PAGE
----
For the likes of the Royal Lancaster, this can have a pretty devastating impact on their turnover.

“We stayed open in the last lockdown, which is effectively like a tier-three and we thought we were going to do two percent occupancy, we did just under five percent occupancy,” she said.

Camping & caravan: Top tips for staying warm when camping in winter  [ADVICE]
UK holidays: How tier system will affect your holiday [INSIGHT]
Holidays: Best places for a white Christmas in the UK [DATA]

“I need to make 25 percent to break even.

“The city properties are really struggling and I think that is across the UK.”

The hotel is also forced to close its array of bars and restaurants under tier 3 rules, causing even more financial woes, as well as putting more jobs at risk.

This comes on top of the huge number of investments the hotel has made to ensure their rooms are covid-secure, and they can operate within Government guidelines.

Some of the new technology purchased include new systems to help staff register potential symptoms, as well as specialist “fog” and “ozone” machines to boost cleanliness within rooms.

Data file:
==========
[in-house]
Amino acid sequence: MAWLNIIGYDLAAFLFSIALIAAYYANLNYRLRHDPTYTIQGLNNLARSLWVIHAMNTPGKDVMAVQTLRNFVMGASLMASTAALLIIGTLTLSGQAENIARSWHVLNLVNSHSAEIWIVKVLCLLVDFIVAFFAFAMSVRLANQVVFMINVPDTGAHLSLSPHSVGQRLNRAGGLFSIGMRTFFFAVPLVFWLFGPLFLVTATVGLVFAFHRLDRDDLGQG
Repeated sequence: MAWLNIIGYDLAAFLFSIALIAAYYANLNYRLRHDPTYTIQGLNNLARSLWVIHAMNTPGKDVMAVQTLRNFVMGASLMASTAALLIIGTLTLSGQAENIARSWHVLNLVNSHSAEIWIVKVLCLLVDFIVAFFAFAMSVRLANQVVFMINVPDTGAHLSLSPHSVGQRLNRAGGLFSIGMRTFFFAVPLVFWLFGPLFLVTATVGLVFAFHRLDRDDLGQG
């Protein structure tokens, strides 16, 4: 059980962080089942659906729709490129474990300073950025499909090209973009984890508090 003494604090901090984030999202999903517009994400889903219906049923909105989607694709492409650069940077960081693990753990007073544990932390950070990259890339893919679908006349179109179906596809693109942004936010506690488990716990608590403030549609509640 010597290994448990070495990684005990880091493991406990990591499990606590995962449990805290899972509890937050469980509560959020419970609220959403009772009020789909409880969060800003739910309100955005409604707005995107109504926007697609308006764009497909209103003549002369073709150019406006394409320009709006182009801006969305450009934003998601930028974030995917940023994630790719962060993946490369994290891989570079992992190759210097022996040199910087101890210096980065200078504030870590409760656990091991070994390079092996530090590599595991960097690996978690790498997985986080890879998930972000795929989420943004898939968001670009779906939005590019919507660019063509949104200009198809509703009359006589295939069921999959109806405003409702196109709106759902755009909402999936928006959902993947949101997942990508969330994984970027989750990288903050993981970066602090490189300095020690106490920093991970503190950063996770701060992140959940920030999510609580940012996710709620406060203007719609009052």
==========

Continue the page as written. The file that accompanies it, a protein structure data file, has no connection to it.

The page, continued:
Ozone and fogging technology, for example, allow rooms to be sanitised without staff having to touch items within the room.

“It means those hard to reach places where you are just not sure, you can get that done and you can fog your entire room,” explained Sally.

Guests also benefit from far more control over their stay, depending on how comfortable they feel receiving face-to-face service from staff.

“Guests can also tell us when they want service and how they want service,” Sally continued.

“You could have a guest that is very nervous who doesn’t want any service at all in their room. In which case for them, we will leave fresh towels and fresh linen for them.

“Or you can have a guest who says ‘listen I am going to be out and please can you service my room?’

“In that case, we need three hours, and then we will fog the room, we will fully sanitise the room and then we fog it again and double lock it until the guest returns.

“It is almost as if the guest can now pretty much state how they want their stay to be to make them feel as comfortable as possible.”

The Royal Lancaster has also made amendments to rooms, to accommodate for those working from home or visiting as a family.